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Toulouse-Lautrec by Gerstle Mack (113,000 words, 59 illustrations)

The first complete biography in English of the painter Henri de Toulouse-Lautrec (1864-1901), whose short but intensely active life is portrayed against a colorful “gay nineties” background of dance-halls, brothels, caf
és-concerts, theaters, circuses, and racecourses. A descendant of one of the noblest families in France, grotesquely deformed, hideously ugly, Lautrec voluntarily renounced the life of a country gentleman for the tawdry environment of Montmartre, where dissipation wrecked his health and brought about his premature death at the age of thirty-seven. Strangely enough, drink and debauchery had little apparent effect on his work; he remained to the end a great artist: a sensitive painter, a superb draughtsman and lithographer, and an unrivaled designer of pictorial posters.


“Gerstle Mack’s book, so complete, so searching, so just, adds to his already high prestige as a biographer and, once more (as with respect to the
previous book on Cézanne) puts the art world in his debt. The Toulouse-Lautrec biography is informed throughout, with a spirit of warm human understanding and of fine critical integrity.” — Edward Alden Jewell, The New York Times (November 6, 1938)

“[A] distinguished and authoritative biography... a definitive work..." — Charles Poore,
The New York Times (October 15, 1938)

“First-rate biography of the dwarf genius who was one of the best draftsmen of his or any age. Lautrec’s circus-and-brothel background is neatly worked in and the book is full of understanding and sympathy.” —
The New Yorker

“A distinguished book” —
The Atlantic

“Mr. Mack’s biography [is] complete, unmitigated, authoritative... a thorough documentation not only of the works but of the milieu of Toulouse-Lautrec.” —
The Nation

“This is a thoroughly sound and entertaining piece of work.” —
Saturday Review

“Various biographers have chronicled the brief and meteoric career of Lautrec but none has done it with the thoroughness and dispassionate scholarship, the sensitivity and sympathy, as has Gerstle Mack. The personality of the man rather than his analysis as an artist is Mack’s motivating purpose and he has patiently tracked Lautrec through all the haunts he loved and introduced all of the period’s personalities who were habitués of Lautrec’s world. Mr. Mack has also demolished the popular theory that Lautrec loathed his models and really was a-crusader against the vice he portrayed. Lautrec was a powerful critic of the time and place but always presented the scene with a sympathetic, if trenchant, wit. He provided a profound insight into the times. He displayed the tawdriness disguised as glamour and the boredom disguised as excitement. He created a wonderful and powerful style that has influenced generations of artists, particularly in the graphic arts.” — Irvin Haas,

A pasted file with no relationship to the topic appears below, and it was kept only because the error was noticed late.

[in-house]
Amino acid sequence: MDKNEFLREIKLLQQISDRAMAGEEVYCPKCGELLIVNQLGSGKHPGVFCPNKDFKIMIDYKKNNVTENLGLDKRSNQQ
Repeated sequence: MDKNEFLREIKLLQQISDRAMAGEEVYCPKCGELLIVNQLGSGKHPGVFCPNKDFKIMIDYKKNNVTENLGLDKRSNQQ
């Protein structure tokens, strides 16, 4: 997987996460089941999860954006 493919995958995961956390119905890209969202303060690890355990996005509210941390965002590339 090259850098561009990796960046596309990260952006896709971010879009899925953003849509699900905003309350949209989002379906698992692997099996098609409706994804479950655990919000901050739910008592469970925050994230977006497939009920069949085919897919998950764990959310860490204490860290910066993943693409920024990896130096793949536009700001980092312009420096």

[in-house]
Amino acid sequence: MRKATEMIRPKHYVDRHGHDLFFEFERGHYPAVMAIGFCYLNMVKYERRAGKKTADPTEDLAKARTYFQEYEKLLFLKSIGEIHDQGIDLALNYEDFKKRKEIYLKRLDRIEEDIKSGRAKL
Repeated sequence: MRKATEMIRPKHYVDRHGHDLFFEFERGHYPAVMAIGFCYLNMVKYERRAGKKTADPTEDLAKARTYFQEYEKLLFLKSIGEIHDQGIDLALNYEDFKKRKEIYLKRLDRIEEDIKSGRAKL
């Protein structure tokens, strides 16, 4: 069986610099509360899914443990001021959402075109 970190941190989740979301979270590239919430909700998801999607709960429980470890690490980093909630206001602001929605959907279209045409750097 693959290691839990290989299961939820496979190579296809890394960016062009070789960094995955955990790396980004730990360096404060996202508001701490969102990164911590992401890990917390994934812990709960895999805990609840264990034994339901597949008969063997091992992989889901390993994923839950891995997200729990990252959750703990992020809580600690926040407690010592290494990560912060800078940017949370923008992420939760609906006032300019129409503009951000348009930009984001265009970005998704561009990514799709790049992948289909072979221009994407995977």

Book Find News

“Gerstle Mack has written a book of remarkable interest not only from the point of view of the artist but from the point of view of the variety of human personality. This desperate and talented man shoved his way into the late nineteenth century life of Paris. This book will shove its way into the midtwentieth century life of that western world which is still free to contemplate the essential violence and harmony of art.” — Paul Engle,
Chicago Tribune

“This first complete English biography is an admirable portrait of Lautrec and his times. Based upon thorough research and first-hand interviews, it makes absorbing reading... We are not told specifically how the simple, eager boy became the strange and contradictory man. Nevertheless, in these days of biographies filled with the speculations of amateur psychiatrists, it is both refreshing and good to re-encounter this sound and unpretentious study.” —
Art Digest

“An artist’s biography, good reading, with a well-filled background of Montmartre cafés and their owners and entertainers, the theatre, the circus, whorehouses and so on. The man himself is interesting. The sources of his artistic material equally so. He loved sports and his eccentric father wanted him to attain physical perfection, but he was handicapped in his teens by having his legs badly broken. So he turned to art, studying, worshipping Degas and Japanese prints, seeking Paris night life for his subjects, and producing illustrations and poster designs that equalled the fame of his lithographs. An art book as well as excellent biography.” —
Kirkus Reviews